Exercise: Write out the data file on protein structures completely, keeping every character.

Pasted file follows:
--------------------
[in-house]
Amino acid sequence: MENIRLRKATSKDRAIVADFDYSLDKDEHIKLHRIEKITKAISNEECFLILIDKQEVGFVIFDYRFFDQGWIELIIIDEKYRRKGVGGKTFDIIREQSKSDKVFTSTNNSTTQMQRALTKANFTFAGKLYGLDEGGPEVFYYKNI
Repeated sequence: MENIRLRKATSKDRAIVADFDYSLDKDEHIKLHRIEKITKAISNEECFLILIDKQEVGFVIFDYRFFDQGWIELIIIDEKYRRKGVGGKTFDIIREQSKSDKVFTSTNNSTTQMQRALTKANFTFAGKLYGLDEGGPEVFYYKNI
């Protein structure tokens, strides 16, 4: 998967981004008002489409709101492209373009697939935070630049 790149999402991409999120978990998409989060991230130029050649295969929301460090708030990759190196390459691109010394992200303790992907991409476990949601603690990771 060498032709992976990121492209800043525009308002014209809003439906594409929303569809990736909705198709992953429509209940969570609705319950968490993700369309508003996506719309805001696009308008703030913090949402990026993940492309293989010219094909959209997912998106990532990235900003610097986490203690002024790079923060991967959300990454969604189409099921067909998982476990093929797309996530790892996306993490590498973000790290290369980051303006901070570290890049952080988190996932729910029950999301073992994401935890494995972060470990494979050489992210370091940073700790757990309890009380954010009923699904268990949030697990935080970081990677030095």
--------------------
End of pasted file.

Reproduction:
[in-house]
Amino acid sequence: MENIRLRKATSKDRAIVADFDYSLDKDEHIKLHRIEKITKAISNEECFLILIDKQEVGFVIFDYRFFDQGWIELIIIDEKYRRKGVGGKTFDIIREQSKSDKVFTSTNNSTTQMQRALTKANFTFAGKLYGLDEGGPEVFYYKNI
Repeated sequence: MENIRLRKATSKDRAIVADFDYSLDKDEHIKLHRIEKITKAISNEECFLILIDKQEVGFVIFDYRFFDQGWIELIIIDEKYRRKGVGGKTFDIIREQSKSDKVFTSTNNSTTQMQRALTKANFTFAGKLYGLDEGGPEVFYYKNI
């Protein structure tokens, strides 16, 4: 998967981004008002489409709101492209373009697939935070630049 790149999402991409999120978990998409989060991230130029050649295969929301460090708030990759190196390459691109010394992200303790992907991409476990949601603690990771 060498032709992976990121492209800043525009308002014209809003439906594409929303569809990736909705198709992953429509209940969570609705319950968490993700369309508003996506719309805001696009308008703030913090949402990026993940492309293989010219094909959209997912998106990532990235900003610097986490203690002024790079923060991967959300990454969604189409099921067909998982476990093929797309996530790892996306993490590498973000790290290369980051303006901070570290890049952080988190996932729910029950999301073992994401935890494995972060470990494979050489992210370091940073700790757990309890009380954010009923699904268990949030697990935080970081990677030095």